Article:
Note: the number of format-specifier in the character-string should be equal to the number of arguments added to the `printf` function. For example, if we used 3 format-specifier in the character-string, we need to supply 3 more arguments of each of the same type related to its format-specifier in the character-string.

Example: using format-specifier with floating point

#include <stdio.h>

int main() {

    int age = 28;
    double height = 6.2;
    printf("His age is: %d and his height is: %f inches", age, height);
    return 0;
}

Output:

His age is: 28 and his height is: 6.200000 inches

In this example, we used 2 conversion specifications. The first one is the placeholder of integer values. And the second one is the placeholder of float type values (like `double` and `float`).

So, because we used two conversion- specifications, we need two arguments after the character-string to replace the %d and %f format-specifiers, respectively. That’s why we used the `age` variable as the first argument (it is of type integer) and set the second argument to `height` variable, which is of type `double`.

List of Format Specifiers in C

In the table below you can see the list of format- specifiers:

Conversion Output Specification
%a Floating-point number, hexadecimal digits and p-notation (C99/C11)
%A Floating-point number, hexadecimal digits and P-notation (C99/C11)
%c Single character.
%d Signed integer.
%e Floating-point number, e-notation.
%E Floating-point number, e-notation
%f Floating-point number, decimal notation.
%g User %f or %e, depending on the value. The %e style is used if the exponent is less than -4 or greater than or equal to the precision.
%G User %f or %E, depending on the value. The %E style is used if the exponent is less than -4 or greater than or equal to the precision.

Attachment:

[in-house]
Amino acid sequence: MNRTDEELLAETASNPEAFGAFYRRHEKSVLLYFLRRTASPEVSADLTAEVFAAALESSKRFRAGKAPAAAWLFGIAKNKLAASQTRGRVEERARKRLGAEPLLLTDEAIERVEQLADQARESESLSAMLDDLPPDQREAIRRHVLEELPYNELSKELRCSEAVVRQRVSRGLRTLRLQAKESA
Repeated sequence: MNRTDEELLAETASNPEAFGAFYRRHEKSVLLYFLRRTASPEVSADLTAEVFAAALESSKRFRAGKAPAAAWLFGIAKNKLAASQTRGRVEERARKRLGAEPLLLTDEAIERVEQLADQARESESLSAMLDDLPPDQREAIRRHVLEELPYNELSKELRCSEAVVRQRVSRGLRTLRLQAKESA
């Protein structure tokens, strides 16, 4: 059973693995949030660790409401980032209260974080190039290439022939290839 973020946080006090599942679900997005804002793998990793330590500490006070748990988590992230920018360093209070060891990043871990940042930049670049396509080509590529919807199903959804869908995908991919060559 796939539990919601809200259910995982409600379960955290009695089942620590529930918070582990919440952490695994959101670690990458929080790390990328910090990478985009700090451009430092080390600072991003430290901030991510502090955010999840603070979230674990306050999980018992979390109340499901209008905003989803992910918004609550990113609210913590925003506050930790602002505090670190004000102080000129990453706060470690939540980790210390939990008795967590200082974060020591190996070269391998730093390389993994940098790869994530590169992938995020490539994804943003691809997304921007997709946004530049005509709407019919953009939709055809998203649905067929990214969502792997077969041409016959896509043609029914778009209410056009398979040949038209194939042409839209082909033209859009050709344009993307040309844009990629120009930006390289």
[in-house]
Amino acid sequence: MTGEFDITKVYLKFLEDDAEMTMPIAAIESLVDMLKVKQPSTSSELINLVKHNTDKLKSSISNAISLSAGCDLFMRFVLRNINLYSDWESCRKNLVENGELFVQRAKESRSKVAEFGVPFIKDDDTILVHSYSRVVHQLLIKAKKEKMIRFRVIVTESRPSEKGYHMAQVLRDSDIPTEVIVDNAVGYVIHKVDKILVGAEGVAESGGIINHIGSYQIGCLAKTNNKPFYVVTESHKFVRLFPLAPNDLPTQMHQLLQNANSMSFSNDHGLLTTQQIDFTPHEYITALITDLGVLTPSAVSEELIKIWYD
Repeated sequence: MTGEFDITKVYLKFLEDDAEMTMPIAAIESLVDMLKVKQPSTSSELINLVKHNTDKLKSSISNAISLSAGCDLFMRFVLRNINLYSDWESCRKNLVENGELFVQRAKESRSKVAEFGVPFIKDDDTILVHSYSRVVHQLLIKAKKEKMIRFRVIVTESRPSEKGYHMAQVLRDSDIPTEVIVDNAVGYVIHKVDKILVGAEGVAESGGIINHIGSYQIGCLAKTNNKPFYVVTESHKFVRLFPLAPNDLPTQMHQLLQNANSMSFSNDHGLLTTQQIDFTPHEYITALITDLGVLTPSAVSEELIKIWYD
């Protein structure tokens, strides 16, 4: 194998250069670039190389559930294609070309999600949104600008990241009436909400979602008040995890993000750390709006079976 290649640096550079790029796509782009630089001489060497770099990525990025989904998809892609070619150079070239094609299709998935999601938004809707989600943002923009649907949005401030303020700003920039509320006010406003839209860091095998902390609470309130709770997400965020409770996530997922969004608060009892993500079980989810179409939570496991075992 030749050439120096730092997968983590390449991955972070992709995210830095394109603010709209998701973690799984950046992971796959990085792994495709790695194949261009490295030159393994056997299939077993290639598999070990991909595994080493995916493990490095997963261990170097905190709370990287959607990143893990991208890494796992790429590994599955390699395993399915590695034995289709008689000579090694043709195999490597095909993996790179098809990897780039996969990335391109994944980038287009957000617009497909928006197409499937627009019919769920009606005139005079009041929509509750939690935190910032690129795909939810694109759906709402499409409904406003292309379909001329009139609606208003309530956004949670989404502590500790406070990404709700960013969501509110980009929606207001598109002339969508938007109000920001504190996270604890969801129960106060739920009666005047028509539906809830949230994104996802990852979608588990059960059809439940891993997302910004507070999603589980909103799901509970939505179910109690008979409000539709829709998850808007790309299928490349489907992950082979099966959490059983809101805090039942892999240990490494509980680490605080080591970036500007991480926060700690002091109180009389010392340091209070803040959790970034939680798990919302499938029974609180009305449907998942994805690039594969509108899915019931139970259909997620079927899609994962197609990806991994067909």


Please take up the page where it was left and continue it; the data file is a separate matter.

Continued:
%i Signed integer (same as %d).
%o Unsigned octal integer.
%p A pointer
%s Character string.
%u Unsigned integer
%x Unsigned hexadecimal integer, using hex digits 0f.
%X Unsigned hexadecimal integer, using hex digits 0F
%% Prints a percent sign.

The table above is taken from the C Primer Plus, 6th Edition Book

Example: using format specifier in C

#include <stdio.h>

int main() {

    int age = 28;
    double height = 6.2;
    char characterString[]= "inches";

    printf("The age is: %d and the height is: %f%s", age,height,characterString);
    return 0;
}

Output:

The age is: 28 and the height is: 6.200000inches

C Format Specifiers Modifiers:

At the beginning of this section, we mentioned that conversion-specifications are used to convert (translate) data into displayable form.

Sometimes, though, the way this conversion happens is not what we really want!

For example, take a look at the way conversion happens on a float data.

Example: format-specifiers without using Modifiers in C

#include <stdio.h>

int main() {

    float height = 5.8;

    printf("The height is: %f", height);
    return 0;
}

Output:

The height is: 5.800000

As you can see, the result has 5 leading 0s but in the `height` variable, there’s no such thing.

This is the default behavior of using the `%f` notation.

But, as I said before, these are the DEFAULT behavior and we can change these behaviors via `modifiers`.

Basically, modifiers, as the name suggests, they are used to modify the default behavior of a format specifier.

Let’s say in the example above, we want to only see 2 digits of the decimal part of a float value on the screen. Well, using the modifiers, we can easily do that.

Example: using modifiers in C format specifiers

#include <stdio.h>

int main() {

    float height = 5.8;

    printf("The height is: %.2f", height);
    return 0;
}

Output:

The height is: 5.80

In the example above, with the help of a modifier that is used between the `%f` notation, we could shrink down the decimal portion of the printed value to only 2 digits.

The modifier here for `%f` notation was a dot followed by a number as `.2` and this modifier appeared between `%` and the notation `f` in this example. The modifier in this example is telling the compiler that we only want to see two digits of the decimal part of the target value on the output stream.

Note: modifiers always appear between `%` and the target notation! For example, `f`.

List of Modifiers in C:

Here’s the list of modifiers:

Modifier Meaning
Flag The five flags (-, +, space, #, and 0) are described in the table below
Digit(s) The minimum field with. A wider field will be used if the printed number or string won’t fit in the field.